Membrane Lipid Degradation and Lipid Cycles in Microbes
All living cells are delimited from the exterior world by a membrane, and membrane-forming lipids are the structural determinants for membrane assembly and maintenance. Although biosynthesis of membrane-forming lipids is well understood in many organisms, turnover, degradation, and remodeling of these lipids are less studied. An initial degradation of glycerol-containing membrane lipids may occur by (phospho)lipases or transferases which remove distinct groups from the membrane lipid converting it into a lysolipid or diacylglycerol. These degradation intermediates can either be totally degraded into low-molecular-weight metabolites or missing groups can be reintroduced onto the intermediates to convert them into fully functional membrane lipids again, thereby completing a lipid cycle. Classic examples in Escherichia coli are the lyso-phosphatidylethanolamine cycle, the diacylglycerol cycle, or cycles involving the isoprenoid undecaprenol. It is evident that many more lipid cycles exist in other proteobacteria and in gram-positive bacteria and that these cycles play major roles in decorating biomolecules located outside the cytoplasmic compartment.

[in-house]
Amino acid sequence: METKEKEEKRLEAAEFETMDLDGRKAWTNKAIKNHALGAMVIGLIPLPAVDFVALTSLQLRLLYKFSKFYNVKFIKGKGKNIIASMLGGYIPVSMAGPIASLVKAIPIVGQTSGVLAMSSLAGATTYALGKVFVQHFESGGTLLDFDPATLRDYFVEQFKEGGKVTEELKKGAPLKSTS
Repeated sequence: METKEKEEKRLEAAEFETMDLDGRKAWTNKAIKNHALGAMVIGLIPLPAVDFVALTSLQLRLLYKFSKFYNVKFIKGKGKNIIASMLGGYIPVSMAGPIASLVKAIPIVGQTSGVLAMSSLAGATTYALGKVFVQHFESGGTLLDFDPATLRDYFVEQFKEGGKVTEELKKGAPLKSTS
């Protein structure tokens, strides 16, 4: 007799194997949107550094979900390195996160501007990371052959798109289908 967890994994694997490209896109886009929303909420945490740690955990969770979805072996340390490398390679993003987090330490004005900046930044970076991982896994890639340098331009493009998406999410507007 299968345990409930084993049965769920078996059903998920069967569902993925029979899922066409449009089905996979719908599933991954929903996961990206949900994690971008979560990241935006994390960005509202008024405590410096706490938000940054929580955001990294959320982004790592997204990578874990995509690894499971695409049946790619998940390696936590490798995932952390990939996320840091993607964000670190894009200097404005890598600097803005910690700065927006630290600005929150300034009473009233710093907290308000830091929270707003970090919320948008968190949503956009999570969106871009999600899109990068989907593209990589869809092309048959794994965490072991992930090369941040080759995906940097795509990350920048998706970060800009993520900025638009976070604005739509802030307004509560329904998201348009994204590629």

Research in our lab was supported by grants from Consejo Nacional de Ciencia y Tecnología-México (CONACyT-Mexico) (178359 and 253549 in Investigación Científica Básica as well as 118 in Investigación en Fronteras de la Ciencia) and from Dirección General de Asuntos del Personal Académico-Universidad Nacional Autónoma de México (DGAPA-UNAM; PAPIIT IN202616, IN203612). We thank Lourdes Martínez-Aguilar for skillful technical assistance.
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